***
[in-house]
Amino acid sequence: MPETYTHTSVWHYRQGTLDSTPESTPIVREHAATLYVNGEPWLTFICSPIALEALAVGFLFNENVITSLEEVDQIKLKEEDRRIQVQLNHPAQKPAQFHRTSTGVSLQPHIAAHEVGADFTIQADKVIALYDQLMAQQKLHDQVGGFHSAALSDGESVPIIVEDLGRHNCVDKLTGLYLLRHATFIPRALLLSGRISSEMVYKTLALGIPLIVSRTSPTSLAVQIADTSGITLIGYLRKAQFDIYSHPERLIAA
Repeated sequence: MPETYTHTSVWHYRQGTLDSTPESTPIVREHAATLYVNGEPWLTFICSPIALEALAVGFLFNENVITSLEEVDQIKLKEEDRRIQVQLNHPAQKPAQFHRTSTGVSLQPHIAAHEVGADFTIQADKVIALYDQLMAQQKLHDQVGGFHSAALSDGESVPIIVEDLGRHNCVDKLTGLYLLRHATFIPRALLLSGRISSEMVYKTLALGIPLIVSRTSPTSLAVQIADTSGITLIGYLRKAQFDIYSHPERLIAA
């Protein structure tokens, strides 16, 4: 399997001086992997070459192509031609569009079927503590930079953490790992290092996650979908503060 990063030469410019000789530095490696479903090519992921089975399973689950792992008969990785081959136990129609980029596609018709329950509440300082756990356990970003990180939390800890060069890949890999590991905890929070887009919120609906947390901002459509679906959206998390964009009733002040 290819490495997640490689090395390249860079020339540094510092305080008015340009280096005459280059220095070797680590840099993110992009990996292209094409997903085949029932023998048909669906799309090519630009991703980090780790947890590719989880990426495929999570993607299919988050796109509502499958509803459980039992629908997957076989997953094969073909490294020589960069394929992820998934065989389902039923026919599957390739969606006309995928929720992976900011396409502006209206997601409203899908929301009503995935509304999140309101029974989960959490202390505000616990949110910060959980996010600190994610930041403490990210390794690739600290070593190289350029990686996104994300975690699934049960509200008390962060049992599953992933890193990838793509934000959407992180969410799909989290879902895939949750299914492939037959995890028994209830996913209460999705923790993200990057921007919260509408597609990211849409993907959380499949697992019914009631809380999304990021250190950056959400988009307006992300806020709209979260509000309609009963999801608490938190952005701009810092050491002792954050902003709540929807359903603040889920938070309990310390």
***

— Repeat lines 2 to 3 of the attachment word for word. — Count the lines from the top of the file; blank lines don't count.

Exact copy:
Amino acid sequence: MPETYTHTSVWHYRQGTLDSTPESTPIVREHAATLYVNGEPWLTFICSPIALEALAVGFLFNENVITSLEEVDQIKLKEEDRRIQVQLNHPAQKPAQFHRTSTGVSLQPHIAAHEVGADFTIQADKVIALYDQLMAQQKLHDQVGGFHSAALSDGESVPIIVEDLGRHNCVDKLTGLYLLRHATFIPRALLLSGRISSEMVYKTLALGIPLIVSRTSPTSLAVQIADTSGITLIGYLRKAQFDIYSHPERLIAA
Repeated sequence: MPETYTHTSVWHYRQGTLDSTPESTPIVREHAATLYVNGEPWLTFICSPIALEALAVGFLFNENVITSLEEVDQIKLKEEDRRIQVQLNHPAQKPAQFHRTSTGVSLQPHIAAHEVGADFTIQADKVIALYDQLMAQQKLHDQVGGFHSAALSDGESVPIIVEDLGRHNCVDKLTGLYLLRHATFIPRALLLSGRISSEMVYKTLALGIPLIVSRTSPTSLAVQIADTSGITLIGYLRKAQFDIYSHPERLIAA